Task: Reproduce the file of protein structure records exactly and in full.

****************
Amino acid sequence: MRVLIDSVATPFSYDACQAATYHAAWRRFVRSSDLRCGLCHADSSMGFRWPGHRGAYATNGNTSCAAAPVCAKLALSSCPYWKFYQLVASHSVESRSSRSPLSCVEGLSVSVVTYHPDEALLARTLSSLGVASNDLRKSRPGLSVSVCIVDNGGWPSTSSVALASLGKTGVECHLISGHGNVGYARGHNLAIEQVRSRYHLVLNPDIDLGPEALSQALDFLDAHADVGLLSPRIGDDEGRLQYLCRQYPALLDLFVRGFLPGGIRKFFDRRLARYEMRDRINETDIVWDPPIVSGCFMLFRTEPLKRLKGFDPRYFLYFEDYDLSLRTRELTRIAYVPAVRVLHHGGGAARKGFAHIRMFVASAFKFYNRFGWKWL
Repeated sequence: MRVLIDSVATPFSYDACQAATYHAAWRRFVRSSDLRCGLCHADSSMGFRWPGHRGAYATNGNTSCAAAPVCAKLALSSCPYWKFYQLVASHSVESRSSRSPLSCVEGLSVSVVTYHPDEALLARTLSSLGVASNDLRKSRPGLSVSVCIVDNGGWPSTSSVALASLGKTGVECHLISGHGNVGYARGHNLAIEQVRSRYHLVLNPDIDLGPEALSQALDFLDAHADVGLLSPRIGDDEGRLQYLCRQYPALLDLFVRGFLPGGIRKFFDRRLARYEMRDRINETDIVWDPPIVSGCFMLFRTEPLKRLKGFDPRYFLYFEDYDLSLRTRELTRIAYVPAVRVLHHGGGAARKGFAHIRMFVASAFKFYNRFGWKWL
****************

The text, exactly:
Amino acid sequence: MRVLIDSVATPFSYDACQAATYHAAWRRFVRSSDLRCGLCHADSSMGFRWPGHRGAYATNGNTSCAAAPVCAKLALSSCPYWKFYQLVASHSVESRSSRSPLSCVEGLSVSVVTYHPDEALLARTLSSLGVASNDLRKSRPGLSVSVCIVDNGGWPSTSSVALASLGKTGVECHLISGHGNVGYARGHNLAIEQVRSRYHLVLNPDIDLGPEALSQALDFLDAHADVGLLSPRIGDDEGRLQYLCRQYPALLDLFVRGFLPGGIRKFFDRRLARYEMRDRINETDIVWDPPIVSGCFMLFRTEPLKRLKGFDPRYFLYFEDYDLSLRTRELTRIAYVPAVRVLHHGGGAARKGFAHIRMFVASAFKFYNRFGWKWL
Repeated sequence: MRVLIDSVATPFSYDACQAATYHAAWRRFVRSSDLRCGLCHADSSMGFRWPGHRGAYATNGNTSCAAAPVCAKLALSSCPYWKFYQLVASHSVESRSSRSPLSCVEGLSVSVVTYHPDEALLARTLSSLGVASNDLRKSRPGLSVSVCIVDNGGWPSTSSVALASLGKTGVECHLISGHGNVGYARGHNLAIEQVRSRYHLVLNPDIDLGPEALSQALDFLDAHADVGLLSPRIGDDEGRLQYLCRQYPALLDLFVRGFLPGGIRKFFDRRLARYEMRDRINETDIVWDPPIVSGCFMLFRTEPLKRLKGFDPRYFLYFEDYDLSLRTRELTRIAYVPAVRVLHHGGGAARKGFAHIRMFVASAFKFYNRFGWKWL